• ‘Note ‘not coming for a long time’—even the servant in the story would not be expecting the timing of this advent to be 2000+ years in the future but certainly within his lifetime! This urgent warning confirms the true intent of Jesus’ prophetic word that ‘this generation will not pass away until all these things take place’ (24:34)—it will not be ‘a long time’.
  • To stress further, Jesus again hints that he will come on a day when he does not expect himand at an hour which he does not know, repeating what he said already (in verse 36).
  • The Lord expected His disciples to be active and ‘put in charge’—He had given them authority and urgent work to do amongst the Jews—see Matthew 10:23: ‘But whenever they persecute you in one city, flee to the next; for truly I say to you, you will not finish going through the cities of Israel until the Son of Man comes’.
  • After He comes at the end of the age, that is the current Mosaic age, His servants who have acted sensibly and faithfully will be blessed and given extra responsibilities (Eph 4:11ff, Rom 12:6ff) in the proclamation of the risen Christ and his kingdom. Life will continue beyond the end of ‘this’ Mosaic age and into the New Covenant age, and is not the end of the world.


It is absurd to think that what was ‘near’ for these disciples can be ‘near’ for us today.

The end which the Jews expected was not the end of the world but the end of an age—they understood that there was ‘this age’ and the ‘age to come’—see Matthew 12:32.

Many believers today vainly suppose that the “last days” refers to the end of the gospel era. Such a belief leads to expecting a future of defeat with many people falling away and an apostate church while Satan’s kingdom triumphs, then leading to a powerless army of God and the disappearance of authentic Christianity as time goes on. Such a view promotes despair and an escape mentality.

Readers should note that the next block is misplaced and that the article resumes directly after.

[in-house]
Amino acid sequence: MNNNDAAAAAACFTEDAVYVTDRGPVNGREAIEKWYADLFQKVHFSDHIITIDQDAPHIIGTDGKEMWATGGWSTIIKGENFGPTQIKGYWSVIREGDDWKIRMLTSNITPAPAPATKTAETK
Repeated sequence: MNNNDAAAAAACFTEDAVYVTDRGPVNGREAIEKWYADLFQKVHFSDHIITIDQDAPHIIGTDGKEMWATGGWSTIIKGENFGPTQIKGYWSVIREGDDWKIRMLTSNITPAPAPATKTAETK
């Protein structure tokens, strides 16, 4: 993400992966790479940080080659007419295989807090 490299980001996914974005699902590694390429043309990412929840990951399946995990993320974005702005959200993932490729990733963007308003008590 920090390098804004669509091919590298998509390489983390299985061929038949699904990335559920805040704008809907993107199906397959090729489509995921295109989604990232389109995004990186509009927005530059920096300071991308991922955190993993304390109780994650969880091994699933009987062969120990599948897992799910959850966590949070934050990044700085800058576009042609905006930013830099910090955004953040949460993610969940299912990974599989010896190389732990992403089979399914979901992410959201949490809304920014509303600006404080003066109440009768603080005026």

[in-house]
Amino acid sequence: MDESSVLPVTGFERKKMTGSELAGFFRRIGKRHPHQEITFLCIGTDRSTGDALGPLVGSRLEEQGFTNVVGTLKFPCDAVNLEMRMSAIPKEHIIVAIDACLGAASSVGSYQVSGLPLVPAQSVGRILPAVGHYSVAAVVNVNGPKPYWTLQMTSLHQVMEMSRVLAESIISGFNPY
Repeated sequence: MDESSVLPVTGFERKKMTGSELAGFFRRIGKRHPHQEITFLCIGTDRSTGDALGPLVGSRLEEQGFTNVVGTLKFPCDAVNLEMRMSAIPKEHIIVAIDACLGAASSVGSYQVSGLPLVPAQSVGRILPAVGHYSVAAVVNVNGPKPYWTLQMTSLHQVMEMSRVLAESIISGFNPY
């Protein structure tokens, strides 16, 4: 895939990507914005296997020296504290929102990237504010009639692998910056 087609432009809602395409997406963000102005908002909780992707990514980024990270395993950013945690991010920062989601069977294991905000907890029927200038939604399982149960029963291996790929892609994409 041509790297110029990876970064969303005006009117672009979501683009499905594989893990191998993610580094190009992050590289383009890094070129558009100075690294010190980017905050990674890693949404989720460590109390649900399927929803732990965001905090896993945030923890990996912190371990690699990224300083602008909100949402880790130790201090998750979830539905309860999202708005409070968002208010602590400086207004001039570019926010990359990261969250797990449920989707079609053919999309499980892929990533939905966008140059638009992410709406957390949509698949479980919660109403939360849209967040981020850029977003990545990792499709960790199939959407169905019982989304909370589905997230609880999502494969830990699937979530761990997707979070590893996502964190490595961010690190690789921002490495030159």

Instead, we are called to bear witness to Jesus and his matchless character and power and authority at the right hand of the majesty on high. He is present with us, his new creation, his holy nation, within our lives, at home in our hearts, in a new covenant! We can be glad we do not face what they call ‘the great tribulation’ and that we will not be ‘left behind’. We rejoice at the way that all Jesus’ predictions, all of them, that we read here in the Olivet discourse have come true in amazing detail. Glory to God and to the Lamb forever for He shall reign forever, His kingdom an everlasting kingdom.

Of course, there will be still an ultimate ‘last day’ when Jesus will exercise His royal judgment overall. For Christians, a significant portion of that future judgment will concern what we have done in the meantime, during the messianic age. Instead of wasting our time, waiting for Jesus to ‘return’ and longing for a rapture, we are to be busy about His business, expectant of the Holy Spirit at work in the world through us.

Olivet Discourse: Matthew 24:31-39

Continuing our close look at the amazing account of Jesus answering the questions of His disciples.

 31. And He will send forth His angels with a great trumpet and they will gather together His elect from the four winds, from one end of the heavens to the other.

  • Angelic sending and gathering: there is no time reference given here and it does not have to follow that this gathering of the elect applies only at the time of the events described in v.30. Such angelic activity can continue as God gathers His elect from all places worldwide.
  • Trumpet: See Isa 24:12b-13: ‘you, O Israelites, will be gathered one by one. In that day the great trumpet will sound . . .’